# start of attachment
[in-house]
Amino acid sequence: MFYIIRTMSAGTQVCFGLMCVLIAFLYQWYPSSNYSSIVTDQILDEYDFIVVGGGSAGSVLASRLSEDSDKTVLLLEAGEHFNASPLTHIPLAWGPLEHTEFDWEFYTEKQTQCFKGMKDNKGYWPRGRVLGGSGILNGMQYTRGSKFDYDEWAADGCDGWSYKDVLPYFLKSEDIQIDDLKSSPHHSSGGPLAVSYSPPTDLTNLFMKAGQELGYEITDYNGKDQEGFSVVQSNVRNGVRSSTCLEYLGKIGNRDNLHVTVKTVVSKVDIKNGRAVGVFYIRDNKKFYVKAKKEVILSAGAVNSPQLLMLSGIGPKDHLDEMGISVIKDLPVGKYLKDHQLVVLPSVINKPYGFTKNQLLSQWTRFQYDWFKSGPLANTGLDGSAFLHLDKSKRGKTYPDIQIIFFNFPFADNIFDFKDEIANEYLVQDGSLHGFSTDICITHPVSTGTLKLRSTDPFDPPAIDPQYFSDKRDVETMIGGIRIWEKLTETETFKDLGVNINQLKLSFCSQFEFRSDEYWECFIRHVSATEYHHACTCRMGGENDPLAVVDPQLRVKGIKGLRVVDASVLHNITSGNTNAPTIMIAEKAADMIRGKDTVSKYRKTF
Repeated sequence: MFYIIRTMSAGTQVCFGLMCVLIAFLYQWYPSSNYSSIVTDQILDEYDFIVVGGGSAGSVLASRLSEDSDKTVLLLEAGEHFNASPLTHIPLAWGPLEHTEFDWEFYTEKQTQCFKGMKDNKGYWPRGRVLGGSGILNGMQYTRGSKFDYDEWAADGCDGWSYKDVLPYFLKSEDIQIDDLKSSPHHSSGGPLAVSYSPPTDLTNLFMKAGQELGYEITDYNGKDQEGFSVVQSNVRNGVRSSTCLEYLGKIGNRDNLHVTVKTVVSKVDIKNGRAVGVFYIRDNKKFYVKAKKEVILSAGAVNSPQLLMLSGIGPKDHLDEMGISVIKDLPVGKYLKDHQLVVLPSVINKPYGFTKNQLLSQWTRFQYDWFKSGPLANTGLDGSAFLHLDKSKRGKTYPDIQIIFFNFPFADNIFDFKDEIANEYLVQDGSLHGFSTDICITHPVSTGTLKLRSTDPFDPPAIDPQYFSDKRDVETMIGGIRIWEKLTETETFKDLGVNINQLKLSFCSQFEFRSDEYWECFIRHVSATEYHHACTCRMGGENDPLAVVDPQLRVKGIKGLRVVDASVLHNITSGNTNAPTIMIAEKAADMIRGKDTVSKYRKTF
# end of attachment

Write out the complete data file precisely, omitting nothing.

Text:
[in-house]
Amino acid sequence: MFYIIRTMSAGTQVCFGLMCVLIAFLYQWYPSSNYSSIVTDQILDEYDFIVVGGGSAGSVLASRLSEDSDKTVLLLEAGEHFNASPLTHIPLAWGPLEHTEFDWEFYTEKQTQCFKGMKDNKGYWPRGRVLGGSGILNGMQYTRGSKFDYDEWAADGCDGWSYKDVLPYFLKSEDIQIDDLKSSPHHSSGGPLAVSYSPPTDLTNLFMKAGQELGYEITDYNGKDQEGFSVVQSNVRNGVRSSTCLEYLGKIGNRDNLHVTVKTVVSKVDIKNGRAVGVFYIRDNKKFYVKAKKEVILSAGAVNSPQLLMLSGIGPKDHLDEMGISVIKDLPVGKYLKDHQLVVLPSVINKPYGFTKNQLLSQWTRFQYDWFKSGPLANTGLDGSAFLHLDKSKRGKTYPDIQIIFFNFPFADNIFDFKDEIANEYLVQDGSLHGFSTDICITHPVSTGTLKLRSTDPFDPPAIDPQYFSDKRDVETMIGGIRIWEKLTETETFKDLGVNINQLKLSFCSQFEFRSDEYWECFIRHVSATEYHHACTCRMGGENDPLAVVDPQLRVKGIKGLRVVDASVLHNITSGNTNAPTIMIAEKAADMIRGKDTVSKYRKTF
Repeated sequence: MFYIIRTMSAGTQVCFGLMCVLIAFLYQWYPSSNYSSIVTDQILDEYDFIVVGGGSAGSVLASRLSEDSDKTVLLLEAGEHFNASPLTHIPLAWGPLEHTEFDWEFYTEKQTQCFKGMKDNKGYWPRGRVLGGSGILNGMQYTRGSKFDYDEWAADGCDGWSYKDVLPYFLKSEDIQIDDLKSSPHHSSGGPLAVSYSPPTDLTNLFMKAGQELGYEITDYNGKDQEGFSVVQSNVRNGVRSSTCLEYLGKIGNRDNLHVTVKTVVSKVDIKNGRAVGVFYIRDNKKFYVKAKKEVILSAGAVNSPQLLMLSGIGPKDHLDEMGISVIKDLPVGKYLKDHQLVVLPSVINKPYGFTKNQLLSQWTRFQYDWFKSGPLANTGLDGSAFLHLDKSKRGKTYPDIQIIFFNFPFADNIFDFKDEIANEYLVQDGSLHGFSTDICITHPVSTGTLKLRSTDPFDPPAIDPQYFSDKRDVETMIGGIRIWEKLTETETFKDLGVNINQLKLSFCSQFEFRSDEYWECFIRHVSATEYHHACTCRMGGENDPLAVVDPQLRVKGIKGLRVVDASVLHNITSGNTNAPTIMIAEKAADMIRGKDTVSKYRKTF